The 60 years since the
birth of the NHS have seen major changes in psychiatric treatment.
The 1950s are often held to be the crucial period, as it was during
this decade that the main drug treatments were developed and introduced.
For the first time drugs were available which did more than just
sedate agitated patients. Drugs with anti-psychotic, anti-depressant
and mood stabilising effects were introduced. These drugs have increased
the effectiveness of treatment and contributed to the rise of community-based
The most famous of Glasgow psychiatrists, R D
Laing, was involved in an experiment in social psychiatry at Gartnavel
Royal Hospital in the mid-1950s.
Researchers were appointed to look into the effect
of the environment on patients and the young R D Laing, fresh from
Army service, joined them with a suggestion. It was that twelve
of the most chronically ill patients spend each day with the same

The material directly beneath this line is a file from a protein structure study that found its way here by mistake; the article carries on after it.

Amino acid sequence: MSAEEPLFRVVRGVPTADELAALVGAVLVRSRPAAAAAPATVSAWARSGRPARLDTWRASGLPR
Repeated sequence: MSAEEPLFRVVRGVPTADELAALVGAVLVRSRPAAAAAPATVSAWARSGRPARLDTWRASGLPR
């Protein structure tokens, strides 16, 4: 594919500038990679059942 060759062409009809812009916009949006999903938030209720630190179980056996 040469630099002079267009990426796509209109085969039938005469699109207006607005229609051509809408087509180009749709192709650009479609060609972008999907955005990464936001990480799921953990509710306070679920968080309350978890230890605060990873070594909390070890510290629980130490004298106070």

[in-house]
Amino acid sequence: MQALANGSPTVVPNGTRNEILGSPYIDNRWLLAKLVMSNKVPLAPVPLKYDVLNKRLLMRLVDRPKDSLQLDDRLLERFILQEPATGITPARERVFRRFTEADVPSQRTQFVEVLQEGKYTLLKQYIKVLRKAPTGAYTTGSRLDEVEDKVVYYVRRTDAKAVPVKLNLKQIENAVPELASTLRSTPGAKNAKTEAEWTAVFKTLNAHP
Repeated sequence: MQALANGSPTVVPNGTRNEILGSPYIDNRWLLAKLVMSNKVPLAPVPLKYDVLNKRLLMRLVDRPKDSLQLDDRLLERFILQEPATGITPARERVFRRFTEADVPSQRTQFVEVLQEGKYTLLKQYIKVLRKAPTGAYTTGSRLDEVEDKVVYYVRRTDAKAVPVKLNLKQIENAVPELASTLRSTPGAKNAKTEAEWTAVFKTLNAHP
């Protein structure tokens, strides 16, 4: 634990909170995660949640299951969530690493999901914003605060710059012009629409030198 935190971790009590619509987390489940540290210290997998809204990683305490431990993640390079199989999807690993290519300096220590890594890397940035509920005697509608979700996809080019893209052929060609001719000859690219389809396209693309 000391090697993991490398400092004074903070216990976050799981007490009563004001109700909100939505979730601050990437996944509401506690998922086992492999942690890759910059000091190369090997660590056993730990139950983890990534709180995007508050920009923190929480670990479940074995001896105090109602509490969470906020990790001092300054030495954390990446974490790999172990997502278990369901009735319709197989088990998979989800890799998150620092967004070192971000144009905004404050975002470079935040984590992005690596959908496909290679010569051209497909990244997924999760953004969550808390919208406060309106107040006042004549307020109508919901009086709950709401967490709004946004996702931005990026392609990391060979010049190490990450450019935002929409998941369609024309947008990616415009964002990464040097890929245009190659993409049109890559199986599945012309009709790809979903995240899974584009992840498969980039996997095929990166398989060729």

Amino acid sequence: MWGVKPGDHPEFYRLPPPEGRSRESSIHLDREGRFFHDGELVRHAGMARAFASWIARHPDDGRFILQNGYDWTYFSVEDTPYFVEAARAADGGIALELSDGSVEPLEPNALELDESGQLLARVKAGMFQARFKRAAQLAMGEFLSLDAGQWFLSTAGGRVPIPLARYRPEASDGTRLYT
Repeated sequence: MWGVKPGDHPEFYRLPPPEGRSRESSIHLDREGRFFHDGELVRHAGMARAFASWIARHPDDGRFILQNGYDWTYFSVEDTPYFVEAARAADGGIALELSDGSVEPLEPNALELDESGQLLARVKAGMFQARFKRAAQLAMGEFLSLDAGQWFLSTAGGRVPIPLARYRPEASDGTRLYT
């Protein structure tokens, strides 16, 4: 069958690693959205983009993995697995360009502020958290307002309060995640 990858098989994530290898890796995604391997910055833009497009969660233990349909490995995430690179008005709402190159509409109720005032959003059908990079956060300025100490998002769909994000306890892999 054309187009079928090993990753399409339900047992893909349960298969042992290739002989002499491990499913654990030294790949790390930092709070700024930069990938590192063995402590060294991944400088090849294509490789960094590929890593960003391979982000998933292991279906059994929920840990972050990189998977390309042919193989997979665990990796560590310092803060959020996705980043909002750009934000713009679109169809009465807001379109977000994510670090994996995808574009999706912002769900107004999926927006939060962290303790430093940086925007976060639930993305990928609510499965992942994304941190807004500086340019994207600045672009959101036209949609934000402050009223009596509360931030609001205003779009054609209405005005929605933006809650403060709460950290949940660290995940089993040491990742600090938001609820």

two nurses in a pleasant room with opportunities for communication
and activity. If the patients became noisy, excited or abusive that
was to be met with acceptance.
As they grew fond of the nurses, the Rumpus
Room patients became less disruptive and they employed themselves
on what they saw the nurses doing. In a year or so they were well
enough to leave hospital. Laing concluded that social psychiatry
rather than drug therapy represented the way forward. His subsequent
writings, from The divided self onwards helped fuel
a public debate on psychiatry which still continues.
Recent years have seen a network of community
mental health resource centres being created. Psychiatry has been
brought closer to the population it serves and no longer works out
of remote institutions.
Return to the 1940 - 1950s
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